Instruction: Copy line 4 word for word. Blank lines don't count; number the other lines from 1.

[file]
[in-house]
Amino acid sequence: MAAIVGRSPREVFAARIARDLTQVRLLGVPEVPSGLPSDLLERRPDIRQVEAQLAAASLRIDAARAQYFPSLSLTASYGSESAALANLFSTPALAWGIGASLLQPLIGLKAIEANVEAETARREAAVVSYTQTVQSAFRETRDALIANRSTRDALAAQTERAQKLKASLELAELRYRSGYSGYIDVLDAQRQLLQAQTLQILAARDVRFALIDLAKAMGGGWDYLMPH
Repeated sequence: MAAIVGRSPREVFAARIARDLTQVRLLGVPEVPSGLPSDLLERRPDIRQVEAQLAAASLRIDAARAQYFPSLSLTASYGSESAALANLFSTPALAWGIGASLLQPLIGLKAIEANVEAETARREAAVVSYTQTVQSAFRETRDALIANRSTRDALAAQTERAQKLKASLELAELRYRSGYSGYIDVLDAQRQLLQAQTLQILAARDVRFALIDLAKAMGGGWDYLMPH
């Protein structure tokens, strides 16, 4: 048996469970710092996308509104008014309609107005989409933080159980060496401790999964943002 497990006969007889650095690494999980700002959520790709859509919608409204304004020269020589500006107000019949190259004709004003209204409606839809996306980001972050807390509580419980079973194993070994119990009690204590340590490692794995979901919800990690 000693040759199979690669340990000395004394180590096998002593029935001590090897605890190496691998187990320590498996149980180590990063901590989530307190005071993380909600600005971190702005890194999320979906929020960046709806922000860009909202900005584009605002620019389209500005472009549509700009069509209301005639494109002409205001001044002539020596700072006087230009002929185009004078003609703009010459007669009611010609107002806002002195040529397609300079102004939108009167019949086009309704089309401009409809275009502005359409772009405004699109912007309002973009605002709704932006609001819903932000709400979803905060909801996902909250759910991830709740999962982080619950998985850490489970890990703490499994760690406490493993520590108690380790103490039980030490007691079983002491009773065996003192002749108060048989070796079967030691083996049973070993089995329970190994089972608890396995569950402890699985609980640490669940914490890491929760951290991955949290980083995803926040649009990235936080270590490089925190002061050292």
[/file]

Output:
């Protein structure tokens, strides 16, 4: 048996469970710092996308509104008014309609107005989409933080159980060496401790999964943002 497990006969007889650095690494999980700002959520790709859509919608409204304004020269020589500006107000019949190259004709004003209204409606839809996306980001972050807390509580419980079973194993070994119990009690204590340590490692794995979901919800990690 000693040759199979690669340990000395004394180590096998002593029935001590090897605890190496691998187990320590498996149980180590990063901590989530307190005071993380909600600005971190702005890194999320979906929020960046709806922000860009909202900005584009605002620019389209500005472009549509700009069509209301005639494109002409205001001044002539020596700072006087230009002929185009004078003609703009010459007669009611010609107002806002002195040529397609300079102004939108009167019949086009309704089309401009409809275009502005359409772009405004699109912007309002973009605002709704932006609001819903932000709400979803905060909801996902909250759910991830709740999962982080619950998985850490489970890990703490499994760690406490493993520590108690380790103490039980030490007691079983002491009773065996003192002749108060048989070796079967030691083996049973070993089995329970190994089972608890396995569950402890699985609980640490669940914490890491929760951290991955949290980083995803926040649009990235936080270590490089925190002061050292």